Health Reform and Preventive Care?

I have been following the health care debate for the last few weeks. As I type this, I am watching White House press secretary Robert Gibbs defend President Obama's position on the public plan. For all the riots breaking out at health care town halls around the country, arguing about everything from death panels to socialism, when do we begin to have a discussion on preventive care and wellness?

Before we can truthfully have a real discussion about health reform in this country, we need to look at what's causes most health problems. The truth of the matter here is that most of these problems are related to lifestyle choices, namely cigarette smoking and obesity.

A recent survey from Health Affairs shows that $147 billion is spent annually on obesity-related problems, such as diabetes, heart disease, stroke, hypertension and certain cancers.

From WebMD:

If nobody in the U.S. were obese, we'd spend 9% less on health care. But more than a third of us are obese -- and another third of us are overweight.

That's a scary statistic. Here's a scarier one: 17% of U.S. children and teens are so overweight they're in the top 5% of body size for their age on growth charts. A less nice way to put it: these kids already are obese.

The health-related costs of obesity are rising. That's because more and more people are becoming obese, Finkelstein and colleagues calculate.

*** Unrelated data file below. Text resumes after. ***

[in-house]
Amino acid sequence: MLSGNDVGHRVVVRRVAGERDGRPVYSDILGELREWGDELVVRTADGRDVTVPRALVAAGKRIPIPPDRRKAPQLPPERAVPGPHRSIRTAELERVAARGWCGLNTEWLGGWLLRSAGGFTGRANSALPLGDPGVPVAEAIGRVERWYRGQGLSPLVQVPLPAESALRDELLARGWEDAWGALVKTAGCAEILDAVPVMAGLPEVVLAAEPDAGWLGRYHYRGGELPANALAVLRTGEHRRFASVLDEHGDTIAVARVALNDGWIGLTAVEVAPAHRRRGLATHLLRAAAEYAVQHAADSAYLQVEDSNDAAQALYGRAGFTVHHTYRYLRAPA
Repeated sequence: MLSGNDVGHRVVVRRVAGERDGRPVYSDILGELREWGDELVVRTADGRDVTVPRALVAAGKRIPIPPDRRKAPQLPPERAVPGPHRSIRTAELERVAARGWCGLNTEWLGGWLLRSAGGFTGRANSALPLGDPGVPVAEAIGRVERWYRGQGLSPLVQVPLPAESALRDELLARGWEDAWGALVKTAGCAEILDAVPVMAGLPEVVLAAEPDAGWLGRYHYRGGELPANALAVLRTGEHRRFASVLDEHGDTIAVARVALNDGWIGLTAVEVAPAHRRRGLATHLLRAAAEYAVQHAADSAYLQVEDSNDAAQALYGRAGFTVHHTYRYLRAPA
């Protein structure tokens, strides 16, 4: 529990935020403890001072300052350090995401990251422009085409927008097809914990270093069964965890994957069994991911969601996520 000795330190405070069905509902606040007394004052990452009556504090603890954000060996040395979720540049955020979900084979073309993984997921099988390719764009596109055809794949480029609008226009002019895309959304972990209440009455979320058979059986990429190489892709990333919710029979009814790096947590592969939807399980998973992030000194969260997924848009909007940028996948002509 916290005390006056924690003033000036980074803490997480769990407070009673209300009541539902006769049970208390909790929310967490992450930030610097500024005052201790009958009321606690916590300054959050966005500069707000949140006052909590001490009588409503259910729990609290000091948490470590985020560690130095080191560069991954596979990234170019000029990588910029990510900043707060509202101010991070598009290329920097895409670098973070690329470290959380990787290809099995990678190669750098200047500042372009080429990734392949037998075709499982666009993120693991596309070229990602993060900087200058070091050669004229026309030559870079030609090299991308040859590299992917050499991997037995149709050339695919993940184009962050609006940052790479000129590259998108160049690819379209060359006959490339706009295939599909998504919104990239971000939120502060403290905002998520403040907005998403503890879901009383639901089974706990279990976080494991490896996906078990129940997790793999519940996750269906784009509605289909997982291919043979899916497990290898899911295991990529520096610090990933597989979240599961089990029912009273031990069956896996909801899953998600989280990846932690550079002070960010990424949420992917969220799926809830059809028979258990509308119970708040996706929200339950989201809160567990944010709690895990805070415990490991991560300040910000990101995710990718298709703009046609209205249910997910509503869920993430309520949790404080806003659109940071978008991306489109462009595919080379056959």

We have to have more discussions about making healthier food options available to everyone, which includes reexamining the persistent problem of "food deserts" and overhauling how Big Food has destroyed the food system (I will write about high fructose corn syrup later).

Also, regular exercise is important. Think about it: at the end of the day, a gym membership can be cheaper than a hospital bill.

John Mackey, I ain't mad at you.

From Wall Street Journal:

Recent scientific and medical evidence shows that a diet consisting of foods that are plant-based, nutrient dense and low-fat will help prevent and often reverse most degenerative diseases that kill us and are expensive to treat. We should be able to live largely disease-free lives until we are well into our 90s and even past 100 years of age.

Health-care reform is very important. Whatever reforms are enacted it is essential that they be financially responsible, and that we have the freedom to choose doctors and the health-care services that best suit our own unique set of lifestyle choices. We are all responsible for our own lives and our own health. We should take that responsibility very seriously and use our freedom to make wise lifestyle choices that will protect our health. Doing so will enrich our lives and will help create a vibrant and sustainable American society.

Check out this video I found on preventive care.



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